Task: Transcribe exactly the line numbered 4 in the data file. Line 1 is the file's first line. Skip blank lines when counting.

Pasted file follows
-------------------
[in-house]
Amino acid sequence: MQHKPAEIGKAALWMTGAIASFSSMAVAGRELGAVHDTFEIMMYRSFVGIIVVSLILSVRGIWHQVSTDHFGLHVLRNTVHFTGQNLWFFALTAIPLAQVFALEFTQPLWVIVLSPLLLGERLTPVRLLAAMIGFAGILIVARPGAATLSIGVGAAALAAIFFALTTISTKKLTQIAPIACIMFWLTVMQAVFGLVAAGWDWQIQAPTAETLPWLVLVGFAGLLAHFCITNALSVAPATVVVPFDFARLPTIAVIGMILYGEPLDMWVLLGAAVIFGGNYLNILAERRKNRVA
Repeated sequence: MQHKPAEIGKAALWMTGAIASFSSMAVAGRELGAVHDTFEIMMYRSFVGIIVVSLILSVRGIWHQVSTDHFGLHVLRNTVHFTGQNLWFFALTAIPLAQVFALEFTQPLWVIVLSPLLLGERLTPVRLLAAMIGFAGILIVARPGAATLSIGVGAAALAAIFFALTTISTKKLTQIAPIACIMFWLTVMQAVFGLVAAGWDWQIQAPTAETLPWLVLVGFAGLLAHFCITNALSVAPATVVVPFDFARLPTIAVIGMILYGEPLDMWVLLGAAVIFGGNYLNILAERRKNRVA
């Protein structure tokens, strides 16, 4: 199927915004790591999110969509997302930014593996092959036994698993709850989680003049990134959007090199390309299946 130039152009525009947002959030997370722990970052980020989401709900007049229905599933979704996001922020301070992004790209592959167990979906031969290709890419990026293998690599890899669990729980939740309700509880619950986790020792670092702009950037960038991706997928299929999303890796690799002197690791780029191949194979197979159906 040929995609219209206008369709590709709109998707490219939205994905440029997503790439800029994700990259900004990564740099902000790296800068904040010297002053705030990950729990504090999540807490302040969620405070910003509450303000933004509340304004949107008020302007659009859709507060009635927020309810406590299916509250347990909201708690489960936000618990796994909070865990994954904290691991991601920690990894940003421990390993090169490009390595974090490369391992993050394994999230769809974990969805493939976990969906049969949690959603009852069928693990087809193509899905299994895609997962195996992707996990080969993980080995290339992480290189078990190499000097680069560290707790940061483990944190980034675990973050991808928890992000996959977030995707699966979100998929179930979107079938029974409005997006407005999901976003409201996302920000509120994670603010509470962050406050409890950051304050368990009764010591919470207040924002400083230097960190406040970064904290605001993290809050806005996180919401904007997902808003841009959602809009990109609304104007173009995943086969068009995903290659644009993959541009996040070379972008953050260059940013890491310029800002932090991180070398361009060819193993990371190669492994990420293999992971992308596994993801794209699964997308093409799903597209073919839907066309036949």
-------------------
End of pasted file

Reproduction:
């Protein structure tokens, strides 16, 4: 199927915004790591999110969509997302930014593996092959036994698993709850989680003049990134959007090199390309299946 130039152009525009947002959030997370722990970052980020989401709900007049229905599933979704996001922020301070992004790209592959167990979906031969290709890419990026293998690599890899669990729980939740309700509880619950986790020792670092702009950037960038991706997928299929999303890796690799002197690791780029191949194979197979159906 040929995609219209206008369709590709709109998707490219939205994905440029997503790439800029994700990259900004990564740099902000790296800068904040010297002053705030990950729990504090999540807490302040969620405070910003509450303000933004509340304004949107008020302007659009859709507060009635927020309810406590299916509250347990909201708690489960936000618990796994909070865990994954904290691991991601920690990894940003421990390993090169490009390595974090490369391992993050394994999230769809974990969805493939976990969906049969949690959603009852069928693990087809193509899905299994895609997962195996992707996990080969993980080995290339992480290189078990190499000097680069560290707790940061483990944190980034675990973050991808928890992000996959977030995707699966979100998929179930979107079938029974409005997006407005999901976003409201996302920000509120994670603010509470962050406050409890950051304050368990009764010591919470207040924002400083230097960190406040970064904290605001993290809050806005996180919401904007997902808003841009959602809009990109609304104007173009995943086969068009995903290659644009993959541009996040070379972008953050260059940013890491310029800002932090991180070398361009060819193993990371190669492994990420293999992971992308596994993801794209699964997308093409799903597209073919839907066309036949």